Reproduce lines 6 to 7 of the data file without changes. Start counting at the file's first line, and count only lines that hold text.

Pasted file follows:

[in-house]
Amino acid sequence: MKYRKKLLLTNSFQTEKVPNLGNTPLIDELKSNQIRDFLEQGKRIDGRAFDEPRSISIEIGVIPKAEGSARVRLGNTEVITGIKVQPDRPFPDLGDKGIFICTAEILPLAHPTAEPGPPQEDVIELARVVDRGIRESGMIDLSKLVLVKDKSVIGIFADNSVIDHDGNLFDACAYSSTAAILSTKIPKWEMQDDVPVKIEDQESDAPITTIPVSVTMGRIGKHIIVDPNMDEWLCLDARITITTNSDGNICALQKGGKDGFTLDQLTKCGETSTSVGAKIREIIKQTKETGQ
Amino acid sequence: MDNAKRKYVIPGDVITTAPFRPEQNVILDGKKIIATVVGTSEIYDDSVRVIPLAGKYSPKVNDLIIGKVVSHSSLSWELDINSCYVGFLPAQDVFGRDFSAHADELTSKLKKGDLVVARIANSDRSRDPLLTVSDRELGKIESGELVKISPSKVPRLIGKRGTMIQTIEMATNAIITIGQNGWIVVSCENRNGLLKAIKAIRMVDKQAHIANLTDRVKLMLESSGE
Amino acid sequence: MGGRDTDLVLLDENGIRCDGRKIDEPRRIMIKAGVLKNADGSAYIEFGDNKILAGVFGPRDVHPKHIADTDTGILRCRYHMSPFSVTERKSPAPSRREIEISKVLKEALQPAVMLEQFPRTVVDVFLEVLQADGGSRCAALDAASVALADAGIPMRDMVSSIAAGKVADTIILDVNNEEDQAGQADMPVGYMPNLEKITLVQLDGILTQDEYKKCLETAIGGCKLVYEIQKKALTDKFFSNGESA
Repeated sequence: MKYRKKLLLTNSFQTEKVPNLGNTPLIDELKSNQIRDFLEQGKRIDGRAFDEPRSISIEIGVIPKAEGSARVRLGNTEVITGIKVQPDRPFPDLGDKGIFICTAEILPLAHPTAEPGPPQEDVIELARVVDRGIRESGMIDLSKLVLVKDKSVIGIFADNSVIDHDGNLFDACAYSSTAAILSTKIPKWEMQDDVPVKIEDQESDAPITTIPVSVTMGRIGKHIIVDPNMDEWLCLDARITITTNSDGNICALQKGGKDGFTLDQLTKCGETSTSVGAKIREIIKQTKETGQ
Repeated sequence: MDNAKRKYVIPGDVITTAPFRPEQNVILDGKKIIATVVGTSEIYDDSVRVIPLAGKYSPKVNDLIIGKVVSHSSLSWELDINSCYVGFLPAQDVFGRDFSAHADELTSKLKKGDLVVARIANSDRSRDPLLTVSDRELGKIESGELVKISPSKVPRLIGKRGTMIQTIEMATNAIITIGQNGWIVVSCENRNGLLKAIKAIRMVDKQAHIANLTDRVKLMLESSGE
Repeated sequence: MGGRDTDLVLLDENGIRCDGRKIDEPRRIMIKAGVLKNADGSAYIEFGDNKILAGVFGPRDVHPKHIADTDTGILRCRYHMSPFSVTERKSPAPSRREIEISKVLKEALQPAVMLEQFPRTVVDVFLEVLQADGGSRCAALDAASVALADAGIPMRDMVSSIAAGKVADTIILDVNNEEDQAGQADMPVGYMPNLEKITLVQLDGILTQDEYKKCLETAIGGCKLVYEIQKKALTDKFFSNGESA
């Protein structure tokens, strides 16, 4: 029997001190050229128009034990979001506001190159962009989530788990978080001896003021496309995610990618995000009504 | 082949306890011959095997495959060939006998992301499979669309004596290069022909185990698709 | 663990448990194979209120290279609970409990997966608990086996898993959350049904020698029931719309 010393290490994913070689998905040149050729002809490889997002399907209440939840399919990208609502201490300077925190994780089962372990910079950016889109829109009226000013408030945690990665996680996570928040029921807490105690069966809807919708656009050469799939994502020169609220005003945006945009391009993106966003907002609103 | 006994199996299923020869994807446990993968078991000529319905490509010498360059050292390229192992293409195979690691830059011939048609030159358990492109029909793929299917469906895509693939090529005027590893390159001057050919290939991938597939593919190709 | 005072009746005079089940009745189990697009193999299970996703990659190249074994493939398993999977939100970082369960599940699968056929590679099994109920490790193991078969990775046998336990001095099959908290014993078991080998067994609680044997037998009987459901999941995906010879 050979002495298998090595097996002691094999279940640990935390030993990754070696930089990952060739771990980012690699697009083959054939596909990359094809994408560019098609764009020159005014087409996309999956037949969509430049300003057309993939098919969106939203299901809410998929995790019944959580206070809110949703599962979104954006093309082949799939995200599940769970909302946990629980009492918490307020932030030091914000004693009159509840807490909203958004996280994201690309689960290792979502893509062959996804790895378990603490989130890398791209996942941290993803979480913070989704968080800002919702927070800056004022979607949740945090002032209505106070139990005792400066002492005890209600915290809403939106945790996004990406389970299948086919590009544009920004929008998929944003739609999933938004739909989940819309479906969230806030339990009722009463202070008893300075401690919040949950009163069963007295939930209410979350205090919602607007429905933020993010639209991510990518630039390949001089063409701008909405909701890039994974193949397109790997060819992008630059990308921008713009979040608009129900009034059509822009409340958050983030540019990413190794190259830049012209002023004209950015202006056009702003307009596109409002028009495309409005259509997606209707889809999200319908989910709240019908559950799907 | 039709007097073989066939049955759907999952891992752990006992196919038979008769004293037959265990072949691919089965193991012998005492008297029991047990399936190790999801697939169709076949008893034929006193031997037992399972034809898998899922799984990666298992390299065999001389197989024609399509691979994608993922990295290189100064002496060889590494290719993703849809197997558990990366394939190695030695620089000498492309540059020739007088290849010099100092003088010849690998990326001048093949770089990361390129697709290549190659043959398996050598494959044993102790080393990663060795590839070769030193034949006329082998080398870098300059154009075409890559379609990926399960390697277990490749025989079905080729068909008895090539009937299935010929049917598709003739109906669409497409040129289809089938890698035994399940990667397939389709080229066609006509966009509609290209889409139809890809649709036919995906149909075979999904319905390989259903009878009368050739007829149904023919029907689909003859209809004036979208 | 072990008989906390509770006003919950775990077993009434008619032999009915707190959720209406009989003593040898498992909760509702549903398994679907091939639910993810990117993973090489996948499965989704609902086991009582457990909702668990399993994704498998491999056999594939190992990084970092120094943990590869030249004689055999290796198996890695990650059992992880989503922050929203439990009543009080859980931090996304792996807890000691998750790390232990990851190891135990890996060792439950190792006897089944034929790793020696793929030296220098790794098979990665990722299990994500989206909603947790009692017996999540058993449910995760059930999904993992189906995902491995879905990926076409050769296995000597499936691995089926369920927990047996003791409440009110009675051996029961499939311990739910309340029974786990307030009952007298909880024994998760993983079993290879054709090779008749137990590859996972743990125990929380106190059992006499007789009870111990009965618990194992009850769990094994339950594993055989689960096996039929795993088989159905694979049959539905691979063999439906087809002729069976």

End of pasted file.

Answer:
Repeated sequence: MDNAKRKYVIPGDVITTAPFRPEQNVILDGKKIIATVVGTSEIYDDSVRVIPLAGKYSPKVNDLIIGKVVSHSSLSWELDINSCYVGFLPAQDVFGRDFSAHADELTSKLKKGDLVVARIANSDRSRDPLLTVSDRELGKIESGELVKISPSKVPRLIGKRGTMIQTIEMATNAIITIGQNGWIVVSCENRNGLLKAIKAIRMVDKQAHIANLTDRVKLMLESSGE
Repeated sequence: MGGRDTDLVLLDENGIRCDGRKIDEPRRIMIKAGVLKNADGSAYIEFGDNKILAGVFGPRDVHPKHIADTDTGILRCRYHMSPFSVTERKSPAPSRREIEISKVLKEALQPAVMLEQFPRTVVDVFLEVLQADGGSRCAALDAASVALADAGIPMRDMVSSIAAGKVADTIILDVNNEEDQAGQADMPVGYMPNLEKITLVQLDGILTQDEYKKCLETAIGGCKLVYEIQKKALTDKFFSNGESA